By Ed Brock
The issue of putting roadwork before recreation centers led to a heated exchange between Clayton County's commissioners.
At Tuesday's regular meeting of the board of commissioners Peggy Davidson, the county's director of Central Services, and Director of Transportation and Development Wayne Patterson were giving a report on milling and resurfacing road projects around the county.
Commissioner Wole Ralph expressed concerns about doing the work using money from the Special Purpose Local Option Sales Tax while the county still hasn't begun work on six recreation centers that are also to be funded by $40 million of the SPLOST money. He said he wanted to meet with Commission Chairman Eldrin Bell to get a resolution on the recreation centers first and to delay approving the roadwork until the commission's next meeting.
Ralph's request drew an angry retort from Commissioner Virginia Gray.
"I'm tired of you getting up here every month and pretending you are the only one concerned with recreation," Gray said.
Gray said the commission had endured ridicule and derogatory comments regarding its approach to building the centers and she was tired of that, too. She insisted that the commission was moving forward with building the recreation centers.
The commission has also faced the threat of a lawsuit regarding the centers amid a public outcry that has been heightened by a recent spate of violent crimes by and against young people. Last month members of the Clayton County branch of the NAACP hinted at such action if the centers aren't built.
At a press conference in front of the commission's office on Smith Street in Jonesboro, the NAACP group also pointed out that the county commission missed a 90-day deadline given by Chairman Eldrin Bell to break ground on the first recreation center in Riverdale.
"Ninety days have come and gone a few times," said Bobby Simmons, the economic development director of the Clayton County NAACP. "They will force us to look at our legal avenues. This is something that we're not taking lightly."
Dexter Matthews, the president of the local NAACP, proposed that the county commission build three centers this year and three centers next year, even though he says he was promised in 2003 that two centers would be completed in SPLOST's first year.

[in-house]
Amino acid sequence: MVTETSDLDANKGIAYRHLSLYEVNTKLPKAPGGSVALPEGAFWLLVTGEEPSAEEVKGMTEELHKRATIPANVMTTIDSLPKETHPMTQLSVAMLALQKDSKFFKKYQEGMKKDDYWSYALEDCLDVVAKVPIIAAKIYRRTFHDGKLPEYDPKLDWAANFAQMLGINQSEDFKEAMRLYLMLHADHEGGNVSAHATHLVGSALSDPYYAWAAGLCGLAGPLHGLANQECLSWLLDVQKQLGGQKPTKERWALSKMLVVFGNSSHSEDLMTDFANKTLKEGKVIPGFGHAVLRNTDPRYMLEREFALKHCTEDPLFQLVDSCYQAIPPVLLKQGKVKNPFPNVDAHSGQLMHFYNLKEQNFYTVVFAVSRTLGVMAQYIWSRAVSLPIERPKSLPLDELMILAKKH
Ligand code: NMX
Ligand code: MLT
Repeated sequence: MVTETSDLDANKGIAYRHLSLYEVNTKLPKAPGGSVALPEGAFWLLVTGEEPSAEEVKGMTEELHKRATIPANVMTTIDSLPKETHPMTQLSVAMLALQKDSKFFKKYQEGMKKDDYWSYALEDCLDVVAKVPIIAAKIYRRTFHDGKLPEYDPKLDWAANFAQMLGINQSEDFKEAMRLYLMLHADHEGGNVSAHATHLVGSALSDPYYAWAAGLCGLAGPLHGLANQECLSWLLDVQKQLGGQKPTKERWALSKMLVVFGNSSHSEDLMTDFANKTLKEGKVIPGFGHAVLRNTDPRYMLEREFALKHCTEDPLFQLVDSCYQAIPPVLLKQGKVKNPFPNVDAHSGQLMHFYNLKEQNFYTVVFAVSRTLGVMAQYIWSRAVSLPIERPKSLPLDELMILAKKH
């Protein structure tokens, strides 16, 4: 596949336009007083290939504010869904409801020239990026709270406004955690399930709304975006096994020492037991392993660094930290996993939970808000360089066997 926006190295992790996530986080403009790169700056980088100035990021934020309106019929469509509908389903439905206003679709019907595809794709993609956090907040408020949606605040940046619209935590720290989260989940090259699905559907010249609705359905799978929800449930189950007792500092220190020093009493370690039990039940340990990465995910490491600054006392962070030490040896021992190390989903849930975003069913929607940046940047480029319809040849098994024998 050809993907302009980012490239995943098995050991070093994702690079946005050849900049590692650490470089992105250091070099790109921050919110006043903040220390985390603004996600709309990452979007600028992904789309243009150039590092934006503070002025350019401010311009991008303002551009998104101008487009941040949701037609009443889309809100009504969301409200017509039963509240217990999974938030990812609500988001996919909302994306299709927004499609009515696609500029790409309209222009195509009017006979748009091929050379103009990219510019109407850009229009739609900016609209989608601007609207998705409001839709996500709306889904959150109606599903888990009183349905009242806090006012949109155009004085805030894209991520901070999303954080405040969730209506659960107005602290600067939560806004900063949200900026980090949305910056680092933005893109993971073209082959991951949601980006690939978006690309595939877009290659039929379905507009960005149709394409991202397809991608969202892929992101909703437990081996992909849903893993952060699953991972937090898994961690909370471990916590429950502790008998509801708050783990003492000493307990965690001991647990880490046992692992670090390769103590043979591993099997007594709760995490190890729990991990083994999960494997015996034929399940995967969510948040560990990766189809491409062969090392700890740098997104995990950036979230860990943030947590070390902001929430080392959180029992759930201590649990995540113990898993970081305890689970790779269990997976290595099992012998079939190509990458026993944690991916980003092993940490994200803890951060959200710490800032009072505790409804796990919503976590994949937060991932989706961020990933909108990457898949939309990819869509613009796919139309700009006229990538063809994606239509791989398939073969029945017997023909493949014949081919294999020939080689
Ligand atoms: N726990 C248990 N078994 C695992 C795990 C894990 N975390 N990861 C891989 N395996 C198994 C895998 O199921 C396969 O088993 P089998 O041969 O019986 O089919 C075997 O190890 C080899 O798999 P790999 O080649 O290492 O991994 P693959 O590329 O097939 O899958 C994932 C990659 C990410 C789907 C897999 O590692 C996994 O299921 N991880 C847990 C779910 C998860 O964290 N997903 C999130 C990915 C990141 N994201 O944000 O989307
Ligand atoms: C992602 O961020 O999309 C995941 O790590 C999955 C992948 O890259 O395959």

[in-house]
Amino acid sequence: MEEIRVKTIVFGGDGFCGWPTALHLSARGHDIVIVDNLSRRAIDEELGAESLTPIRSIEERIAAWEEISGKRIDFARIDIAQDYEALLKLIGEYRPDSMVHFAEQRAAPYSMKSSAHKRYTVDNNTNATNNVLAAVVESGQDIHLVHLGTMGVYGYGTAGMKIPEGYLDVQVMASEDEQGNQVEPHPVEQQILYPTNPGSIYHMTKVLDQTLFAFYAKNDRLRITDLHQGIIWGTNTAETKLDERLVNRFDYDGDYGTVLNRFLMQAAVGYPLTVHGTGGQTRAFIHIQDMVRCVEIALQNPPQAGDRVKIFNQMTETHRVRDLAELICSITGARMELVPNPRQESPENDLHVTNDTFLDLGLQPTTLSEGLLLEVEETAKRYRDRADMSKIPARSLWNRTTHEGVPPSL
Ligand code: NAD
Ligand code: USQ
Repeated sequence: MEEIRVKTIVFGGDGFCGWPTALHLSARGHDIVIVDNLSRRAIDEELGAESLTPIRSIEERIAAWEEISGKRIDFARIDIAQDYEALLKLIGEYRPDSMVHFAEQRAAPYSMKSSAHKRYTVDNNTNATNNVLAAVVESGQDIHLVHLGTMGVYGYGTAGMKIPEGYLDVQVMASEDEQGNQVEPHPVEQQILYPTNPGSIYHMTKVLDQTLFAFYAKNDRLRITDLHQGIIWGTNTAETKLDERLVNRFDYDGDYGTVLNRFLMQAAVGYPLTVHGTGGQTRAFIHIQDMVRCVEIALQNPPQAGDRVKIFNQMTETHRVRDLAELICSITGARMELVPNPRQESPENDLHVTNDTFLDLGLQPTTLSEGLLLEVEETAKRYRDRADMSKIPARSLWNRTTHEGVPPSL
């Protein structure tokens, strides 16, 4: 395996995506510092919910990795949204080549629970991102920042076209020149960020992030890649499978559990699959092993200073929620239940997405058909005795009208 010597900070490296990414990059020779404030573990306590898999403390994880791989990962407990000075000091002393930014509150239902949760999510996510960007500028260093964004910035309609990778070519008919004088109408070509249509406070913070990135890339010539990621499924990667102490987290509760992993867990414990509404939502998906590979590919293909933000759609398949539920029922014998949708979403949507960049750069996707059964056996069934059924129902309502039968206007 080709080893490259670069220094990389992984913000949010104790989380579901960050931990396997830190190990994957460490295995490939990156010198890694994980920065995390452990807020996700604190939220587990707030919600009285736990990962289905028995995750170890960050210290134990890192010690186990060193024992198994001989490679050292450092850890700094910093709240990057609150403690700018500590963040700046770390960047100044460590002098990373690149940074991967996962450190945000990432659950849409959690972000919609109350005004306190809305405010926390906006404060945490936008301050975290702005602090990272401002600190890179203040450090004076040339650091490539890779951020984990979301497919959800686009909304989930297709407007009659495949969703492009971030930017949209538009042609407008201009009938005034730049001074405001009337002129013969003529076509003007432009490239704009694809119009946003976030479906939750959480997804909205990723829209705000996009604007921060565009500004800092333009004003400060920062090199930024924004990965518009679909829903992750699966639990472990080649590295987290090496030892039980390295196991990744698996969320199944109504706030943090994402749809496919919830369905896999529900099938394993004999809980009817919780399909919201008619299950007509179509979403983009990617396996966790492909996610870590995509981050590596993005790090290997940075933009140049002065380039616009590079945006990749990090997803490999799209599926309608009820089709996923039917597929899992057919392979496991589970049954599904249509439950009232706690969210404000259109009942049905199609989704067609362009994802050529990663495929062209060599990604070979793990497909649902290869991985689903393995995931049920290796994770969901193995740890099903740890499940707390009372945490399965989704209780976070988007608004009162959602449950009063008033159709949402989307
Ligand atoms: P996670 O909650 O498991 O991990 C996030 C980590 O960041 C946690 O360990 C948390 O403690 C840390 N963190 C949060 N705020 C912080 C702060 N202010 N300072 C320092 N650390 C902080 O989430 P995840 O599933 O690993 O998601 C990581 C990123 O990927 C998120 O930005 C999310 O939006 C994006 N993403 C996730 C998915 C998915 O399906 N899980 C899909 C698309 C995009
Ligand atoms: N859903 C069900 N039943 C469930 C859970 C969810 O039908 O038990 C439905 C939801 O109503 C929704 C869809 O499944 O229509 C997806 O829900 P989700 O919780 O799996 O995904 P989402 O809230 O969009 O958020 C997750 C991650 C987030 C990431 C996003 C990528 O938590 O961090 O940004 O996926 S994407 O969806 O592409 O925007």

Ralph told Gray that he had never made any derogatory comments about her or the commission, but he did think the commission would be in trouble if it didn't set aside the money for the centers soon.
"The truth is the citizens themselves do not have the confidence that this board is going to build these centers," Ralph said.
Last month Bell defended the county's slow approach to building the centers and said the delay in the construction of the Riverdale center was due to the fact that the purchase of property for the center fell through. Gray echoed that argument on Tuesday, saying the problem was finding reasonably priced land for the centers.
"If you have a solution to this land purchase problem bring it to us," Gray said.
Gray added that the group of people who attend commission meetings to demand faster action on the recreation centers do not represent the commission's entire constituency and the commission had to make decisions that served everybody. Bell and Commissioner Carl Rhodenizer also said the county had to consider all of its obligations.
"We're developing the worst road system in the area," Rhodenizer said. "Our road system is in terrible shape and we have to give some attention to it as well."
Bell said the county had slowed some of the roadwork, but they had already committed to some contracts. He said he didn't want to get the county into a bad legal situation.
"I've been committed to doing it by the law," Bell said. "I have people calling me every day concerned about roads as well. We're going to move forward legally and judicially."